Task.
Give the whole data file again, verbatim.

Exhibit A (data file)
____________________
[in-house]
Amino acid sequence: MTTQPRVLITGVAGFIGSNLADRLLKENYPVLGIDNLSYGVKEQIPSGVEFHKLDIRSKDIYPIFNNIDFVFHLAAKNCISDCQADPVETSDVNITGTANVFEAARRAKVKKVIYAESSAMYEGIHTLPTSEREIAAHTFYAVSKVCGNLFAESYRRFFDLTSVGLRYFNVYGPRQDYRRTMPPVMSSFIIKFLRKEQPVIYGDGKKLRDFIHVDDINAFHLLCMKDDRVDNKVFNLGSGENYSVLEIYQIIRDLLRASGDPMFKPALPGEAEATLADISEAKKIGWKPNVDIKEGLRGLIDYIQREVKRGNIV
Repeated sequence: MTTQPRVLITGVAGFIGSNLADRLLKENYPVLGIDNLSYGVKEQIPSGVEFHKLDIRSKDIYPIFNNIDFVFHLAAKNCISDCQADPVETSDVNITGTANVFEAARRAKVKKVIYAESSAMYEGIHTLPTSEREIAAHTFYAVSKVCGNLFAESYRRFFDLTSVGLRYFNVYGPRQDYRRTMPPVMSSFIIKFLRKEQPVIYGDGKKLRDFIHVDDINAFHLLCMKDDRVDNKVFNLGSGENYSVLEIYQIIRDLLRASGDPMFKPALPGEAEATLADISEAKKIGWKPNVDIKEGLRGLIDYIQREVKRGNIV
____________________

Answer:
[in-house]
Amino acid sequence: MTTQPRVLITGVAGFIGSNLADRLLKENYPVLGIDNLSYGVKEQIPSGVEFHKLDIRSKDIYPIFNNIDFVFHLAAKNCISDCQADPVETSDVNITGTANVFEAARRAKVKKVIYAESSAMYEGIHTLPTSEREIAAHTFYAVSKVCGNLFAESYRRFFDLTSVGLRYFNVYGPRQDYRRTMPPVMSSFIIKFLRKEQPVIYGDGKKLRDFIHVDDINAFHLLCMKDDRVDNKVFNLGSGENYSVLEIYQIIRDLLRASGDPMFKPALPGEAEATLADISEAKKIGWKPNVDIKEGLRGLIDYIQREVKRGNIV
Repeated sequence: MTTQPRVLITGVAGFIGSNLADRLLKENYPVLGIDNLSYGVKEQIPSGVEFHKLDIRSKDIYPIFNNIDFVFHLAAKNCISDCQADPVETSDVNITGTANVFEAARRAKVKKVIYAESSAMYEGIHTLPTSEREIAAHTFYAVSKVCGNLFAESYRRFFDLTSVGLRYFNVYGPRQDYRRTMPPVMSSFIIKFLRKEQPVIYGDGKKLRDFIHVDDINAFHLLCMKDDRVDNKVFNLGSGENYSVLEIYQIIRDLLRASGDPMFKPALPGEAEATLADISEAKKIGWKPNVDIKEGLRGLIDYIQREVKRGNIV